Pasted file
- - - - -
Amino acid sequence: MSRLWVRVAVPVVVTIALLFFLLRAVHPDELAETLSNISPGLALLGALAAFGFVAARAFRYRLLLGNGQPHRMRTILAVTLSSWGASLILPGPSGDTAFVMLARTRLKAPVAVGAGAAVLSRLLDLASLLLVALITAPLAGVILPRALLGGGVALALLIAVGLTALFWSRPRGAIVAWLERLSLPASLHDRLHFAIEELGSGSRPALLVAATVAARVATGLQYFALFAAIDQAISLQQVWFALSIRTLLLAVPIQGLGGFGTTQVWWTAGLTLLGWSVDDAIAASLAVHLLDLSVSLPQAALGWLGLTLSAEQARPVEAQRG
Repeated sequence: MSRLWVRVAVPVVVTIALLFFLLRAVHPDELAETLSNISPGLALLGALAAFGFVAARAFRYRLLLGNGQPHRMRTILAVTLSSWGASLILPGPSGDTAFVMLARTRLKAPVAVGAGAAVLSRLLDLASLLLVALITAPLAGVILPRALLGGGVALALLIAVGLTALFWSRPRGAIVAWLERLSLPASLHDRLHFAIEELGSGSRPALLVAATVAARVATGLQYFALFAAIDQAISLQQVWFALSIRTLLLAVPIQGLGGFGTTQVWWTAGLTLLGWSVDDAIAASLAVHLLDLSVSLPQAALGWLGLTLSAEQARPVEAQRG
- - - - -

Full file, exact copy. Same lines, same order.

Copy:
Amino acid sequence: MSRLWVRVAVPVVVTIALLFFLLRAVHPDELAETLSNISPGLALLGALAAFGFVAARAFRYRLLLGNGQPHRMRTILAVTLSSWGASLILPGPSGDTAFVMLARTRLKAPVAVGAGAAVLSRLLDLASLLLVALITAPLAGVILPRALLGGGVALALLIAVGLTALFWSRPRGAIVAWLERLSLPASLHDRLHFAIEELGSGSRPALLVAATVAARVATGLQYFALFAAIDQAISLQQVWFALSIRTLLLAVPIQGLGGFGTTQVWWTAGLTLLGWSVDDAIAASLAVHLLDLSVSLPQAALGWLGLTLSAEQARPVEAQRG
Repeated sequence: MSRLWVRVAVPVVVTIALLFFLLRAVHPDELAETLSNISPGLALLGALAAFGFVAARAFRYRLLLGNGQPHRMRTILAVTLSSWGASLILPGPSGDTAFVMLARTRLKAPVAVGAGAAVLSRLLDLASLLLVALITAPLAGVILPRALLGGGVALALLIAVGLTALFWSRPRGAIVAWLERLSLPASLHDRLHFAIEELGSGSRPALLVAATVAARVATGLQYFALFAAIDQAISLQQVWFALSIRTLLLAVPIQGLGGFGTTQVWWTAGLTLLGWSVDDAIAASLAVHLLDLSVSLPQAALGWLGLTLSAEQARPVEAQRG